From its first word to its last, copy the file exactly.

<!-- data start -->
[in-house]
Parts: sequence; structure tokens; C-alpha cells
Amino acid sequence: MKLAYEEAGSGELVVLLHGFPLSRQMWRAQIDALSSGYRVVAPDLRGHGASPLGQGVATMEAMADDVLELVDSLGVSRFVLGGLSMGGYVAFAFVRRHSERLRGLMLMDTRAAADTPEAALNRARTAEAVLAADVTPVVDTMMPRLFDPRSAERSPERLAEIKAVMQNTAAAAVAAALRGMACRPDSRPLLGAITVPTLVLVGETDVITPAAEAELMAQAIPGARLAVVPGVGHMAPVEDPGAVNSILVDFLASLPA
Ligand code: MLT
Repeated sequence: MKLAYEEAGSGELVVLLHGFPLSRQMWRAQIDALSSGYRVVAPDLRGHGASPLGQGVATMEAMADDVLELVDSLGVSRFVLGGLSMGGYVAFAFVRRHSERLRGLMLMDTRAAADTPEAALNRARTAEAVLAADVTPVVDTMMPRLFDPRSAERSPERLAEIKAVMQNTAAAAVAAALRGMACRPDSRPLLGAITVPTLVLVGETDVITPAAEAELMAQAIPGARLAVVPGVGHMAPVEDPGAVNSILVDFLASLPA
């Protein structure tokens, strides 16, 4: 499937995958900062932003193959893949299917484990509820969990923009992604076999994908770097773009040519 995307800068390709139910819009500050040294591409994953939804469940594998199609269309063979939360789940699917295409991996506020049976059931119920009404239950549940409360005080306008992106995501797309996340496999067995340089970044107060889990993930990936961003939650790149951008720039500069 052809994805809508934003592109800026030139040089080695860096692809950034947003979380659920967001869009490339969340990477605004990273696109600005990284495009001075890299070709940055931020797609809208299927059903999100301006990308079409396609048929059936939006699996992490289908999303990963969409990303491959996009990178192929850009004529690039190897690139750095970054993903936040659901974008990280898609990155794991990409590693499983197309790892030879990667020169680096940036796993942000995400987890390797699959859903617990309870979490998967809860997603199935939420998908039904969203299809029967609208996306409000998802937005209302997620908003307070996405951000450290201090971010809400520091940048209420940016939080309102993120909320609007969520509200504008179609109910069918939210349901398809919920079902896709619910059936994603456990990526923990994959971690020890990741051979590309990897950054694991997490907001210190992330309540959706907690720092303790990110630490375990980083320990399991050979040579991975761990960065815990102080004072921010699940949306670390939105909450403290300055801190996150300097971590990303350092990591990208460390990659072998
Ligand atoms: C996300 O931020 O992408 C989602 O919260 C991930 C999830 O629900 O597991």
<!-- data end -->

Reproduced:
[in-house]
Parts: sequence; structure tokens; C-alpha cells
Amino acid sequence: MKLAYEEAGSGELVVLLHGFPLSRQMWRAQIDALSSGYRVVAPDLRGHGASPLGQGVATMEAMADDVLELVDSLGVSRFVLGGLSMGGYVAFAFVRRHSERLRGLMLMDTRAAADTPEAALNRARTAEAVLAADVTPVVDTMMPRLFDPRSAERSPERLAEIKAVMQNTAAAAVAAALRGMACRPDSRPLLGAITVPTLVLVGETDVITPAAEAELMAQAIPGARLAVVPGVGHMAPVEDPGAVNSILVDFLASLPA
Ligand code: MLT
Repeated sequence: MKLAYEEAGSGELVVLLHGFPLSRQMWRAQIDALSSGYRVVAPDLRGHGASPLGQGVATMEAMADDVLELVDSLGVSRFVLGGLSMGGYVAFAFVRRHSERLRGLMLMDTRAAADTPEAALNRARTAEAVLAADVTPVVDTMMPRLFDPRSAERSPERLAEIKAVMQNTAAAAVAAALRGMACRPDSRPLLGAITVPTLVLVGETDVITPAAEAELMAQAIPGARLAVVPGVGHMAPVEDPGAVNSILVDFLASLPA
């Protein structure tokens, strides 16, 4: 499937995958900062932003193959893949299917484990509820969990923009992604076999994908770097773009040519 995307800068390709139910819009500050040294591409994953939804469940594998199609269309063979939360789940699917295409991996506020049976059931119920009404239950549940409360005080306008992106995501797309996340496999067995340089970044107060889990993930990936961003939650790149951008720039500069 052809994805809508934003592109800026030139040089080695860096692809950034947003979380659920967001869009490339969340990477605004990273696109600005990284495009001075890299070709940055931020797609809208299927059903999100301006990308079409396609048929059936939006699996992490289908999303990963969409990303491959996009990178192929850009004529690039190897690139750095970054993903936040659901974008990280898609990155794991990409590693499983197309790892030879990667020169680096940036796993942000995400987890390797699959859903617990309870979490998967809860997603199935939420998908039904969203299809029967609208996306409000998802937005209302997620908003307070996405951000450290201090971010809400520091940048209420940016939080309102993120909320609007969520509200504008179609109910069918939210349901398809919920079902896709619910059936994603456990990526923990994959971690020890990741051979590309990897950054694991997490907001210190992330309540959706907690720092303790990110630490375990980083320990399991050979040579991975761990960065815990102080004072921010699940949306670390939105909450403290300055801190996150300097971590990303350092990591990208460390990659072998
Ligand atoms: C996300 O931020 O992408 C989602 O919260 C991930 C999830 O629900 O597991």